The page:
U.S. Supreme Court

Cert Accepted in Voter ID Case

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Updated: The U.S. Supreme Court has agreed to decide whether voter ID laws are constitutional.

The court will consider an Indiana law that requires voters to show photo identification before they can cast a ballot, the Associated Press reports. The en banc 7th U.S. Circuit Court of Appeals had upheld the Indiana requirement as a way to discourage voter fraud.

The court will decide whether the laws improperly interfere with the right of poor people and minorities to vote, the New York Times reports.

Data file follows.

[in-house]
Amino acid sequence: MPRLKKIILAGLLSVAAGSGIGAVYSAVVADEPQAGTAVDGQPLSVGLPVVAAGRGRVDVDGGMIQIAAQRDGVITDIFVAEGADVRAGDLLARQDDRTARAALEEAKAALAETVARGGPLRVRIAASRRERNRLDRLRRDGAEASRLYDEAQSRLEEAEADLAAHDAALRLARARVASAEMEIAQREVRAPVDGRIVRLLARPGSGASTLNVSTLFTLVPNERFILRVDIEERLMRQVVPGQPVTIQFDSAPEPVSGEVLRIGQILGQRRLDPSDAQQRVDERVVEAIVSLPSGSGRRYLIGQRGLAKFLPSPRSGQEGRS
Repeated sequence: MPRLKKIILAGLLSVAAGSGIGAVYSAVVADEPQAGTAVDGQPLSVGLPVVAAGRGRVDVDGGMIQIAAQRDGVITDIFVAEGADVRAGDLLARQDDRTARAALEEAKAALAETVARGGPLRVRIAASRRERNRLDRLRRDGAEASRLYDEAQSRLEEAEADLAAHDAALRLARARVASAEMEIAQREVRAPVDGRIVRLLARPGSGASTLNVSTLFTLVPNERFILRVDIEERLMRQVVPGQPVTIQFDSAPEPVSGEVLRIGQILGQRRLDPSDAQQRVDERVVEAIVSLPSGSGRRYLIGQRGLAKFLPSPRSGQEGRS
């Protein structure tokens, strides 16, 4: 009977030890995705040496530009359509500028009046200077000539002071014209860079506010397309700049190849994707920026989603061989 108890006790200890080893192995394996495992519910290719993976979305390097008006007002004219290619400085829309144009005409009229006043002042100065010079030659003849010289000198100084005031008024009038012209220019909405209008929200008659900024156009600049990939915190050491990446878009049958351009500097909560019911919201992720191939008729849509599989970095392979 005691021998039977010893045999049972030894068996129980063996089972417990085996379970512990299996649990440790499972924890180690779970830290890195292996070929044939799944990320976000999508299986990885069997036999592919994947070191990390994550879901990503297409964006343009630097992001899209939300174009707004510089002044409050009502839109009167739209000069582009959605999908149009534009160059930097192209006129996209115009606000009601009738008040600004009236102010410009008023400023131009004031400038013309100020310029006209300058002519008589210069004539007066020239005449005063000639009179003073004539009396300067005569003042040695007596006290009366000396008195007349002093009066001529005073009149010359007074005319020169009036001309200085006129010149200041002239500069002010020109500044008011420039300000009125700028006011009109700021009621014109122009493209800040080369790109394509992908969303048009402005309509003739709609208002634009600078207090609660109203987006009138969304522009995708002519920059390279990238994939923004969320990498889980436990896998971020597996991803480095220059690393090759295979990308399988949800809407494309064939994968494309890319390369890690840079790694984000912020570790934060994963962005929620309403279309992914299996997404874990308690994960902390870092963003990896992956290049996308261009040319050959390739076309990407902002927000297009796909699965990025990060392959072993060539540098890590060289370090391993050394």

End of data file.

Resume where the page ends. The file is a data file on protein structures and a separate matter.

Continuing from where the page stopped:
Voter ID laws in Arizona, Michigan and Georgia have also survived court challenges, but Missouri’s was struck down. Such laws often discourage poor voters, who tend to vote Democratic, ABAJournal.com noted in a post yesterday.

Critics say Democratic-appointed judges often vote to strike down the laws while Republican appointees vote to uphold them. Election law expert Richard Hasen had argued in a Washington Post column that cert should be granted “to correct a troubling partisan divide among lower-court judges over the constitutionality of such laws.”

SCOTUSblog reports that the Supreme Court also granted cert in 16 other cases today.

Originally posted 09-25-2007 at 9:43 AM.

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